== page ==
Hunger exists all over the world. And, it’s here in our backyard, too.
Last year the Thurston County Food Bank (TCFB) served 15,500 families, amounting to 52,000 individuals – half of these were children. In fact, the total number of visits to the food bank grew to 395,000 in 2016. These alarming numbers clearly show a need for more help in our community.
That’s why Lacey City Council, North Thurston Public Schools (NTPS) and the Lacey South Sound Chamber of Commerce have partnered to build a new Lacey Food Bank as their first “Compassionate Community” project. North Thurston Public Schools will be doing their part by launching a “Make a Change” coin drive. The drive will happen in all 22 schools in the district throughout the school year, starting as early as November.
“Our client numbers continue to grow each year, currently at about 8 percent,” said Robert Coit, executive director of the Thurston County Food Bank. “More importantly, the number of visits is increasing by twice that rate. With the addition of the Lacey Food Bank we hope to take some of the pressure off of our downtown location, expand our service hours and create new partnerships. Our plan is to provide a more comprehensive service, using everything we have learned over the years distributing food at our Olympia location to create the best possible food bank in Lacey.”
While TCFB has several partnering satellite food pantries that operate in Lacey, hours and products are limited. Coit adds that about 19 percent of the households they serve are in the Lacey area, so it made sense to grow service there.
Make a Change Drive
The coin drive is part of the Charter for Compassion International started in the NTPS in 2014. The school district distributed hundreds of wooden compassion “coins” to students who witnessed compassionate acts and asked them to pay it forward.
They also co-hosted a Compassionate Community Forum with citizens of all ages, soliciting ways to be a more compassionate community. Every month they honor employees at “Compassion All-Stars.” From the schools, the initiative spread to the City of Lacey, who hosts compassion awards; and most recently the Lacey South Sound Chamber, who had businesses “take the compassion pledge” last year and receive a decal for their business.
For NTPS, this is a project that hits close to home. About 40 percent of North Thurston students receive free/reduce meals and at least four schools have a rate over 60 percent. “We hope this partnership helps to support and foster ideas that will engage students in community service in a way that promotes education, problem solving and community connections,” said Dr. Debra Clemens, Superintendent of North Thurston Public Schools.
“Hunger can become an invisible issue,” said Coit. “We often forget how common it is in our community. More importantly, we lose sight of the impact hunger has on the success of children in school and on the parents who are worried about where they will find the resources for the next meal at home.”
The goal for the school district is to raise $10,000 during the school year with the coin drives. That comes out to about $500 a school, something they will hopefully surpass. You can check with each individual schools to see when they will be running their coin drive. And while it’s called a “coin drive,” they glad accept bills as well. For more information, visit the North Thurston Public School District website.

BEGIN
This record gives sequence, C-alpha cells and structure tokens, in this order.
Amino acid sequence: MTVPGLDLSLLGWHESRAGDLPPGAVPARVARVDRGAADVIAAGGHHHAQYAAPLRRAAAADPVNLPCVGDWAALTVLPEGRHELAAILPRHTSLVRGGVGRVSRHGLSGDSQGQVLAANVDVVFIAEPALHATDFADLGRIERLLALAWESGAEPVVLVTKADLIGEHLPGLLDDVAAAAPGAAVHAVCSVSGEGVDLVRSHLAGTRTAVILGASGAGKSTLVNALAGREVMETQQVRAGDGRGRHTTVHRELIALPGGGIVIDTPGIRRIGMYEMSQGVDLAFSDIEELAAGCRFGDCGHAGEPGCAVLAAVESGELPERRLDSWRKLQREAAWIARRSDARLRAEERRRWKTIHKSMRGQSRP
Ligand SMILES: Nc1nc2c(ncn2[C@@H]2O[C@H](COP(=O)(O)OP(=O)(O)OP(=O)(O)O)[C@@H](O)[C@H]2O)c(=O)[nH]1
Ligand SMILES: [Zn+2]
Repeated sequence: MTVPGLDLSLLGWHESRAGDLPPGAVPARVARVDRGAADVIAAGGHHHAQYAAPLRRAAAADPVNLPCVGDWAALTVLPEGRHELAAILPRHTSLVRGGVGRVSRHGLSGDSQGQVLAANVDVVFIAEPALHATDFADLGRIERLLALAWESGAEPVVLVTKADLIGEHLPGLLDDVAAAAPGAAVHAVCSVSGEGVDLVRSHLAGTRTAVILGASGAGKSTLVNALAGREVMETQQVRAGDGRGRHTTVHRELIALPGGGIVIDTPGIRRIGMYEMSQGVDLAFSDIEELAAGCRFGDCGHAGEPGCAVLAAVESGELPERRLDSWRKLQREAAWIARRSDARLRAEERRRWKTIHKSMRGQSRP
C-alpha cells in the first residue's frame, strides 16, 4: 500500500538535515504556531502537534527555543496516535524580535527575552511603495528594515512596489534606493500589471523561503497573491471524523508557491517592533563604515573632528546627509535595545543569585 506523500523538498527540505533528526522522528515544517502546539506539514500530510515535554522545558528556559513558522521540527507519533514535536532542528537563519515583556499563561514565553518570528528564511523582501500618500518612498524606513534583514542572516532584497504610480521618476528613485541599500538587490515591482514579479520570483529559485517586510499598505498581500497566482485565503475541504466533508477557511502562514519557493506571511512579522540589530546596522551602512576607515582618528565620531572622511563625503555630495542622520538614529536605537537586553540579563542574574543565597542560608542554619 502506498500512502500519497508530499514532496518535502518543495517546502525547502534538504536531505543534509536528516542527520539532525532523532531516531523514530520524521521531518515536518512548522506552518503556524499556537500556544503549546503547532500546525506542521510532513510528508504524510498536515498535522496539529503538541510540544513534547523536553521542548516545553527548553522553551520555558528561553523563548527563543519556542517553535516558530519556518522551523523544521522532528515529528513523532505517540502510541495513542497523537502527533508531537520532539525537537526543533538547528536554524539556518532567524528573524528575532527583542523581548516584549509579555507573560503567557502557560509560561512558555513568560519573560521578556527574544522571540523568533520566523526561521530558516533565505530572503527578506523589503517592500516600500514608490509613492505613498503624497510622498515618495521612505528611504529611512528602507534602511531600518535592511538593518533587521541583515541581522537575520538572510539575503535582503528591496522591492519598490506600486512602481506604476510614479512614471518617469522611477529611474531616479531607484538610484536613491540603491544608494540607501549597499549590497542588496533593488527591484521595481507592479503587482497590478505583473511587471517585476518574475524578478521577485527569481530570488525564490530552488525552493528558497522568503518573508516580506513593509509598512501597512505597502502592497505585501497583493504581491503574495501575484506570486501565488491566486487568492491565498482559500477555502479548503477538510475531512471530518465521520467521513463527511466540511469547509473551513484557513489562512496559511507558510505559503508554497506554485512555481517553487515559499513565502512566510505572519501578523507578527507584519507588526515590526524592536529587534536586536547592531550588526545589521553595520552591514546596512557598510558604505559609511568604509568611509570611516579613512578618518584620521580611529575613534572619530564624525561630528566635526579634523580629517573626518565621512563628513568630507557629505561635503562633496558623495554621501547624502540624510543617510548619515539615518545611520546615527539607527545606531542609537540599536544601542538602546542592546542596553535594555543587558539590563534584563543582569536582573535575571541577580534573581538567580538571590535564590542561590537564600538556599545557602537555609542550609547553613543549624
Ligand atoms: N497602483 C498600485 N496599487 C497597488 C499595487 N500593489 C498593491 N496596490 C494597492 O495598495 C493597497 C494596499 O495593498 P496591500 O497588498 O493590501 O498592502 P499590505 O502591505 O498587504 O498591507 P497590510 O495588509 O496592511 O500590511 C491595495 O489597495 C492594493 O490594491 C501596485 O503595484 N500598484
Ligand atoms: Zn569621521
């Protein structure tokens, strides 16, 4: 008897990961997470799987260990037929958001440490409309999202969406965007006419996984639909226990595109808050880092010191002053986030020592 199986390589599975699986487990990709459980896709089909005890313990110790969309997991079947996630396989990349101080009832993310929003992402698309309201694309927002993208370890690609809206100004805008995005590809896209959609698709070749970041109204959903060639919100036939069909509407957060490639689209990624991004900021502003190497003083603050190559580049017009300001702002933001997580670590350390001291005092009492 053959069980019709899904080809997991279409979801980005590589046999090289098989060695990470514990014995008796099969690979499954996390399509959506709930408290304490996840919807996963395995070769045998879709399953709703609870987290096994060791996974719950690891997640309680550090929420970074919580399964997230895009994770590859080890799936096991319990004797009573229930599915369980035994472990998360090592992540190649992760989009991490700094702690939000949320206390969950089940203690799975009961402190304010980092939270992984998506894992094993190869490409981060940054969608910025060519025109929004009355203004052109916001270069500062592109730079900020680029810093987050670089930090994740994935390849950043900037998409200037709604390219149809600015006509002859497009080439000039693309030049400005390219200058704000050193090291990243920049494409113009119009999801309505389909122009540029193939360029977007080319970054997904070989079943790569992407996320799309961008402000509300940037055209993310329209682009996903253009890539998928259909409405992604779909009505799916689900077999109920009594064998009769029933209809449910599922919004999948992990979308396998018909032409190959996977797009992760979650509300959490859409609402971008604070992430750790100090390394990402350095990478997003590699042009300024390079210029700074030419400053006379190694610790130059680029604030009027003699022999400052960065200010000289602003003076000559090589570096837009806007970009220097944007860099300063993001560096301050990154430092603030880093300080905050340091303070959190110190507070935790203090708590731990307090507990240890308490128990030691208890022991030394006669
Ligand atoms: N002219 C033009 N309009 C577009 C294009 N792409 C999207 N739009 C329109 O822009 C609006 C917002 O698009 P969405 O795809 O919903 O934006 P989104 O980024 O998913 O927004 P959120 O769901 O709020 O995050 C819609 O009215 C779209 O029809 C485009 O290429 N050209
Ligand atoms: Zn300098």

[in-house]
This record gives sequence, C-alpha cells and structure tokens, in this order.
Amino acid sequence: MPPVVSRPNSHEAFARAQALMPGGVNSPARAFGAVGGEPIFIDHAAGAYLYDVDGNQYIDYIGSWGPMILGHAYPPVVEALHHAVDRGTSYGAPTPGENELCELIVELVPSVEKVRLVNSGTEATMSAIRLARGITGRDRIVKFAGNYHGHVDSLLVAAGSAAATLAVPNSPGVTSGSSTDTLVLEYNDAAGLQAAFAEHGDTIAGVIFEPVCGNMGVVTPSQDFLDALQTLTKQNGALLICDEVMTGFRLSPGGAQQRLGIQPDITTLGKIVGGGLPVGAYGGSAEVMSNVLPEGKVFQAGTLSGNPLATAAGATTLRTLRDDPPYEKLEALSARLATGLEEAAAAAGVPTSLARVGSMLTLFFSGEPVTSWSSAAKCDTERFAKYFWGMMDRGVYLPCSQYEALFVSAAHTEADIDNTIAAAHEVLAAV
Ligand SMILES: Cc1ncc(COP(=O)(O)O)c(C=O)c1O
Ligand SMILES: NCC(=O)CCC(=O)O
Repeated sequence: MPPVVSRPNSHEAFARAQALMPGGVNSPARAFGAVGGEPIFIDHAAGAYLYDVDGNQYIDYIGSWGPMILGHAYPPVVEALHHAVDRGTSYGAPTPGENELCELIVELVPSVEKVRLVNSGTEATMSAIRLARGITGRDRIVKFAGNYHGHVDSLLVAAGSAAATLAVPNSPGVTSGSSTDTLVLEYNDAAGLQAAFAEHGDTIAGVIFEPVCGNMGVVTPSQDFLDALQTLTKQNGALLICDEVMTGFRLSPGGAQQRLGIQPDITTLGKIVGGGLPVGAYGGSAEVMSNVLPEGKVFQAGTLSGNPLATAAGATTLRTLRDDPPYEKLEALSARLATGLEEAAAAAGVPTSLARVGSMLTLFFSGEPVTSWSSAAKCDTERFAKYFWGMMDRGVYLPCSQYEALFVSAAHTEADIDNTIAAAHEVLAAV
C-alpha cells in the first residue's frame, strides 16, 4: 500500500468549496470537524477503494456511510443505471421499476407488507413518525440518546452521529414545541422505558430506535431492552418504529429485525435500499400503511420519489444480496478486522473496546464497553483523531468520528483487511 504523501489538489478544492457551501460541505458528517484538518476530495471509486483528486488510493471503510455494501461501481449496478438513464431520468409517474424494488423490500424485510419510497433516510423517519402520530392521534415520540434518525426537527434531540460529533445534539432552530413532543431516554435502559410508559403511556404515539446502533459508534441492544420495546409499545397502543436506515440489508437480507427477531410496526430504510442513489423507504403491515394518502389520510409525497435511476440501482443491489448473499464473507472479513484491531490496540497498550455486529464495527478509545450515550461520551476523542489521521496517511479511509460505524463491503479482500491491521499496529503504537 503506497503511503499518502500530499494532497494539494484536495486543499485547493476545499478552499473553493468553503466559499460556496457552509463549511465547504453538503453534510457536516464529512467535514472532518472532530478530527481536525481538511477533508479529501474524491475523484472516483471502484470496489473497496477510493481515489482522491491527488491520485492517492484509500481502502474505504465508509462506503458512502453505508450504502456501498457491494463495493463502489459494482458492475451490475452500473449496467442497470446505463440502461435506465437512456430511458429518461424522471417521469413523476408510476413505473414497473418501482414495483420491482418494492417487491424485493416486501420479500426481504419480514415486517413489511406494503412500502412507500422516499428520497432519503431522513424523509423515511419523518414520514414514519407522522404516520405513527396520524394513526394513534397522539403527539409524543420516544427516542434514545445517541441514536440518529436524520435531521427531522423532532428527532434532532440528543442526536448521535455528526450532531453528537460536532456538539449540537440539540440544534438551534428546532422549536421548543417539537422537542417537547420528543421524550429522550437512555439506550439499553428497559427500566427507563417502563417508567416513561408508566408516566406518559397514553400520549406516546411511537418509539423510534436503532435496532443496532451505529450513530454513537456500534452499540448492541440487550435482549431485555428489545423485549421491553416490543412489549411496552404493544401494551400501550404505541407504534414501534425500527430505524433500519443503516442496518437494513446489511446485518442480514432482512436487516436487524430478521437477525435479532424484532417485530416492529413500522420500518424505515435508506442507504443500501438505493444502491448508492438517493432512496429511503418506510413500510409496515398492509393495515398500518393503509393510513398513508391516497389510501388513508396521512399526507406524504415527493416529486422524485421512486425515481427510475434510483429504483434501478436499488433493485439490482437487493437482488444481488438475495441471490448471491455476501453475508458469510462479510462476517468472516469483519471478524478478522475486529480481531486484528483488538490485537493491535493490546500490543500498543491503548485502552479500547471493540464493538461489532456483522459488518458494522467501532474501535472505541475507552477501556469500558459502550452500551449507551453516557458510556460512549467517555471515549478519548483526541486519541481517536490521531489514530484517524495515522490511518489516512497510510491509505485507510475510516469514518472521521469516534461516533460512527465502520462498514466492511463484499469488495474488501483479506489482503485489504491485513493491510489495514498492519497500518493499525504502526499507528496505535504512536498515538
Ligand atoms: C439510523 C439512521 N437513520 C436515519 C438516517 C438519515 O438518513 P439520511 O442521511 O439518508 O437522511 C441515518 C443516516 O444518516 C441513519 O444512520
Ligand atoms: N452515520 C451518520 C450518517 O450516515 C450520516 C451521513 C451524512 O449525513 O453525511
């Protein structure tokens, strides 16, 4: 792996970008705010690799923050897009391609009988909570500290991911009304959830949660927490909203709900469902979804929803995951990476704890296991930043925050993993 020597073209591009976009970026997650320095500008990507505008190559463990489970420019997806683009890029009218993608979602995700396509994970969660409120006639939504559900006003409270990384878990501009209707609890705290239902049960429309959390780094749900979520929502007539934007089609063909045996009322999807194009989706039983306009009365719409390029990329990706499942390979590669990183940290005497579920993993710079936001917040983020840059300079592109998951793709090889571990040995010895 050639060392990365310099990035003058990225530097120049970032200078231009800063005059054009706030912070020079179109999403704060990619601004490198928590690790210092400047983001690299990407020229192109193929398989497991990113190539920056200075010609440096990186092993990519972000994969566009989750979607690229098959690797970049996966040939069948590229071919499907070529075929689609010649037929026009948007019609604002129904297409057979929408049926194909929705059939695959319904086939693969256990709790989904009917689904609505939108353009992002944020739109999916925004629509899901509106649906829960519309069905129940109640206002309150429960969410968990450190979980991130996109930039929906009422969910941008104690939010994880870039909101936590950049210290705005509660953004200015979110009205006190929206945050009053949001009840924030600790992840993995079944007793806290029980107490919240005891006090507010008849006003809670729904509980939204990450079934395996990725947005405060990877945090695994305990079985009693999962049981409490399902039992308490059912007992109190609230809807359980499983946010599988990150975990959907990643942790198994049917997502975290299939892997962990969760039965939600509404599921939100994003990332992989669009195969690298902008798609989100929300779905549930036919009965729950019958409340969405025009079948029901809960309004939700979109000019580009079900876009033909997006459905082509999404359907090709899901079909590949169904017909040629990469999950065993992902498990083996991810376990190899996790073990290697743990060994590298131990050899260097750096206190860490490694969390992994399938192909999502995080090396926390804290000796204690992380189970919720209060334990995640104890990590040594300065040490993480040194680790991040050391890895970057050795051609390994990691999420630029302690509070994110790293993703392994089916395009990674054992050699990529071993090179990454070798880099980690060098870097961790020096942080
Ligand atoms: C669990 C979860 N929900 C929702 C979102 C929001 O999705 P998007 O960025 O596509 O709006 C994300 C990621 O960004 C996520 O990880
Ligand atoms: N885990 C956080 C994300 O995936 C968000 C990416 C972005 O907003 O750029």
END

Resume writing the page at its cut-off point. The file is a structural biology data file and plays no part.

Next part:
“The coin drive is important for both support for the food bank and engaging students in supporting folks in their community,” said Graeme Sackrison, vice president of North Thurston Public Schools Board of Directors and the incoming president of the Lacey South Sound Chamber. “It provides an opportunity for lessons about interdependence. We are a community and we need to support each other.”
Each school will be supplied with big wall thermometers, coin jugs and coin counters. The schools will all be running the drives at different times, depending on any other fundraisers they may be having. Some may run the drive just for a couple weeks, others all year long. At the end of the school year, everyone will tally up the total raised.
Additionally the City of Lacey will be holding their own coin drive with employees. “The Lacey Food Bank will help fulfill a critical need for our most-vulnerable,” said Scott Spence, Lacey City Manager. “To further support this goal, City of Lacey public employees will participate in a food challenge to raise funds for the building’s construction. Additionally, the City of Lacey utility will provide an opportunity for utility customers to voluntarily donate through the monthly billing process.”
The New Lacey Food Bank
The new food bank will be located at 7027 Martin Way East, a site that is accessible to public transportation and will be barrier free. The total project budget is $2 million dollars divided into three phases. Current fundraising efforts, including grants, has reached the $800,000 benchmark. The three phases are:
- A community garden program in partnership with GRuB, called the “Veterans’ Garden.”
- A farmers market open on Saturdays distributing donated produce to low and moderate-income households.
- The Lacey Food Bank, a 12,000 sq. foot building distributing food mirroring best practices used at the downtown Client Services Center. The facility will be open on Tuesday, Thursday and Saturday to compliment the hours of operation at the downtown building. After opening, it is expected to serve 400 families each week.
As a kick-off for the project, the Lacey Chamber of Commerce will be holding their Compassion Forum on December 6 at noon during their regular Forum time at Saint Martin’s University. Robert Coit will be speaking.